21. mrjdh

    Warranty question

    hi fellow owners, Quick question to those who still have warranty on their BMW. I have just been hit with the common issue with the rear air suspension not inflating properly,! the compressor kicks in fine, there is no inflate to the rears sadly! my question is, did anyone manage to get them changed under warranty? Thanks J
  22. Mart Ri

    "Boot Open" warning

    Hi, was vacuuming the boot yesterday and, now "Boot Open" warning stays on the dash. Tailgate closes and locks/unlocks without any problems, glass closes as well, just car thinks its not. Are there any reset tricks, like on side windows? F11 2010. Trunk is not automatic one. Also noticed, that rear wiper and screen wash nozzle doesn't work as well. When opening rear glass boot interior lights turns on, however when opening trunk, boot lights won't go on. Maybe it's wires to blame, but harness going to the glass (where wiper is located) are different to one going to the trunk. Can't be that both failed at the same time? Also disconnected the battery for 10mins, still the same. Plugged pc for errors, and doesn't find anything.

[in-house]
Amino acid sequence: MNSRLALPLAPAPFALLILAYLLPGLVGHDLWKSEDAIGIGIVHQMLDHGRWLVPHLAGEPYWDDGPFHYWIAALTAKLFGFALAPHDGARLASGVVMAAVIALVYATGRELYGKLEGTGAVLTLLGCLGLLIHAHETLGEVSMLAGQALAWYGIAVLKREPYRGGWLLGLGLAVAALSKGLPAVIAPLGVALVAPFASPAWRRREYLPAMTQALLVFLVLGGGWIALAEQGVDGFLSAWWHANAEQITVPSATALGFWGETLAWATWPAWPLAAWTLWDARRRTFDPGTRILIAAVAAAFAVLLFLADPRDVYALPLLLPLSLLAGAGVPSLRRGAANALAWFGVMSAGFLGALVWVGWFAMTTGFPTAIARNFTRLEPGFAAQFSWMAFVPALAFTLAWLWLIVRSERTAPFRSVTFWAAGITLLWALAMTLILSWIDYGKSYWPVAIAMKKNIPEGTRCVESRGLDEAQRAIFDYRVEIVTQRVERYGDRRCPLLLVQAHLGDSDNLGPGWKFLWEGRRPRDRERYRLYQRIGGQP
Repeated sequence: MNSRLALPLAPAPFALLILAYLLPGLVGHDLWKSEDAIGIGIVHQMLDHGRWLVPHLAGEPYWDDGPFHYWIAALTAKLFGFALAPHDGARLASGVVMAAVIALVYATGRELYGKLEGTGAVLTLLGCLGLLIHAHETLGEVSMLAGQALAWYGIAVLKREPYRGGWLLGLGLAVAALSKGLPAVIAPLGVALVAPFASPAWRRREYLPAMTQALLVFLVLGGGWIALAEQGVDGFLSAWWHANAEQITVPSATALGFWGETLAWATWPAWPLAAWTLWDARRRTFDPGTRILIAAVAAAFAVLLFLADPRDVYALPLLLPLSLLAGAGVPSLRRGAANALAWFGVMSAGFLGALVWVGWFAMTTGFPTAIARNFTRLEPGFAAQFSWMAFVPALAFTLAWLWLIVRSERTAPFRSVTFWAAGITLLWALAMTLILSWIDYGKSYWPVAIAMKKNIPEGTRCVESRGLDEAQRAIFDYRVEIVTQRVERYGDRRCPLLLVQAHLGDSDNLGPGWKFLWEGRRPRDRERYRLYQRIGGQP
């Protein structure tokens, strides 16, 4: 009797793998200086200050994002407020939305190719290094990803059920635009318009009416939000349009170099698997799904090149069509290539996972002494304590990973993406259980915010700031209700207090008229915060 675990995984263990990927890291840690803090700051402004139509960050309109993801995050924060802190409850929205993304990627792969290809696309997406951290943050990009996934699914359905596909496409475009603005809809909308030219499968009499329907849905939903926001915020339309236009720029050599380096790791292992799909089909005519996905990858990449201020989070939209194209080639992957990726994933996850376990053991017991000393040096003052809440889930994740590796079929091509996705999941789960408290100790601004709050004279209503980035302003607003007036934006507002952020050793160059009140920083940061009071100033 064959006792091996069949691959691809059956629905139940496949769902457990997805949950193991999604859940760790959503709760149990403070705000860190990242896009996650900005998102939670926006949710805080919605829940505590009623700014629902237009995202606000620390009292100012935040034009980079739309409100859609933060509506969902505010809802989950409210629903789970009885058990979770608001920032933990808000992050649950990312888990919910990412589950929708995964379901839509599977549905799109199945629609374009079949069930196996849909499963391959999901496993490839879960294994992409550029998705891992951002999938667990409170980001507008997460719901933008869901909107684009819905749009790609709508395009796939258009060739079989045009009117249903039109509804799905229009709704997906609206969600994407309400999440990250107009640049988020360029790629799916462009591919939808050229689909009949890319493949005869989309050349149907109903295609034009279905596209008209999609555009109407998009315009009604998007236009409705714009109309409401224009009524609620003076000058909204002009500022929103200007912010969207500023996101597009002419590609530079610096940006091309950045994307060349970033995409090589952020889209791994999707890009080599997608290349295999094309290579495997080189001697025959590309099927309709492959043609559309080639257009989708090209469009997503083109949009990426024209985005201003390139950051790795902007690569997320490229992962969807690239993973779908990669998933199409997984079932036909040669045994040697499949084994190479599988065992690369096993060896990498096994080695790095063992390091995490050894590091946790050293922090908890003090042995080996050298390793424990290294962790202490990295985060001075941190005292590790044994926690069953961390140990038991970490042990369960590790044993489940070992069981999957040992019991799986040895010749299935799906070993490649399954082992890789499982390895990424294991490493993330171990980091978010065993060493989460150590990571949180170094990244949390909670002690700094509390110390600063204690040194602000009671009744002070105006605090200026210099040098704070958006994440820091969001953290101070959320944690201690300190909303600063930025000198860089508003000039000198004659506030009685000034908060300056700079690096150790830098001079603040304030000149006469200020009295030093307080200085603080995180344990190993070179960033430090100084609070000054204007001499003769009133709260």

23. I'd noticed one of my tyres had started to lose air so called in to a tyre fitters on my way to work. Turns out the tyre is fine but there's a crack on the inner rim of the wheel. I did catch a pot hole on Sunday evening and although it didn't feel bad enough to crack a wheel as I noticed the air loss the day after it seems a fair bet that was the cause. So now I'm weighing up the options. I'd been planning on getting a spare set of wheels at some point and getting the set currently on the car refurbed. I know there was a decent looking set for sale on here a while ago but they now appear to have been sold so I'm kicking myself for not jumping on them when I had the chance. A search on eBay turned up very little. Ideally I'd like a set of 18s onto which I can fit the Cossclimate tyres I'm running. There are a couple of sets on there but are for collection only and at the wrong end of the country for me. Single wheels in the correct style (613) could be had for £140/£150 but considering a full set should be around £400 or less that seems a lot to pay. I'd prefer to avoid resorting to eBay at all if I can so I'm considering having the crack welded. Is this a good idea? Are wheels which have been repaired that way as considered to be ok as long the repair has been done properly? The tyre fitter recommended a local welding and fabrication specialist who repairs wheels and the cost is likely to be £60 or £70. What questions should I be asking them to be sure they know what they're doing.